The twin-clutch "DSG" transmission is poised to take over the world.; But will it replace the manual transmission?; Not on your life.
As you well know, Volkswagen beat the rest of the world by installing the first twin-clutch transmission in the Audi TT 3.2.; That unit, which is made by Borg-Warner, is slowly replacing the conventional automatics in transverse-engined VWs.; Why?; Well, because it is the best non-manual transmission in the world.; Shifts are barely perceptible, lightning fast, and can be controlled manually at will.; It's is also just as efficient as a manual transmission, and DSG-equipped cars tend to be even faster than their manual-transmission-equipped siblings.
If you listen to the rumor mills, you'll hear whispering that Ford, Volvo, Land Rover, Mazda, Porsche, Chrysler, Mitsubishi, and just about every other car manufacturer in the world, is planning for a twin-clutch transmission.; That's fantastic news for enthusiasts who live in crowded cities where having a clutch means knee problems, back aches, and having one leg noticeably more muscular than the other.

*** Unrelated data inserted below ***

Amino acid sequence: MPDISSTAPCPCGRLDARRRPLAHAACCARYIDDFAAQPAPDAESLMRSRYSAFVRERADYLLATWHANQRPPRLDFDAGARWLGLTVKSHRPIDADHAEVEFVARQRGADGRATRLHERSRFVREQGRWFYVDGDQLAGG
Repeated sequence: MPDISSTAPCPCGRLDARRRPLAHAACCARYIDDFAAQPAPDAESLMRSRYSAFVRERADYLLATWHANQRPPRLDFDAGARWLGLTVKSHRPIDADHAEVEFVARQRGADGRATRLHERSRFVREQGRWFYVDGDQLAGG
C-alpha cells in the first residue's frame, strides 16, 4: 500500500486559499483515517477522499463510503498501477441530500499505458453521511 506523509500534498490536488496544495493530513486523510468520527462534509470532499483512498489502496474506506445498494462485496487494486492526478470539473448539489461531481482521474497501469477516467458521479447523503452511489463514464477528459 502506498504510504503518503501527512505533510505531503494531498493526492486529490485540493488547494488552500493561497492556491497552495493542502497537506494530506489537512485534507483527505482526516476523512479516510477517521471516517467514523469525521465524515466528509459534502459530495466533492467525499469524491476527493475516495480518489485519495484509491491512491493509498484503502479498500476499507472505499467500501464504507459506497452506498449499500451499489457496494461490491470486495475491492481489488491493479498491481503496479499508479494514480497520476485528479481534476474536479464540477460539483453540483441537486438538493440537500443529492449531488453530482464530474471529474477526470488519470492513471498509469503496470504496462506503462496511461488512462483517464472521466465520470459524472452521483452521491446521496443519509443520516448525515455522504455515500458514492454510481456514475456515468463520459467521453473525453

It doesn't mean, of course, the end of the manual transmission. Chicken Little has been calling for the end of the manual ever since the automatic transmission was introduced right around, oh, the year of the flood. The automatic didn't kill the manual, and neither will the DSG.; Instead, DSG will kill the automatic.
It doesn't matter that DSG does everything better than you can. Sporty cars aren't just about numbers, they're supposed to be about having fun. As good as it is, DSG takes the talent out of shifting, and some of the fun out of driving.
If you think I'm wrong, have a look at the 2007 M5. After yielding to enthusiast pressure, the originally SMG-only M5 is now available with a third pedal and a proper stick. Yes, we all know that DSG is far superior to SMG, but even the SMG is faster than the 6-speed manual.; But the manual is more fun. And isn't that what you're looking for when you buy a sports car?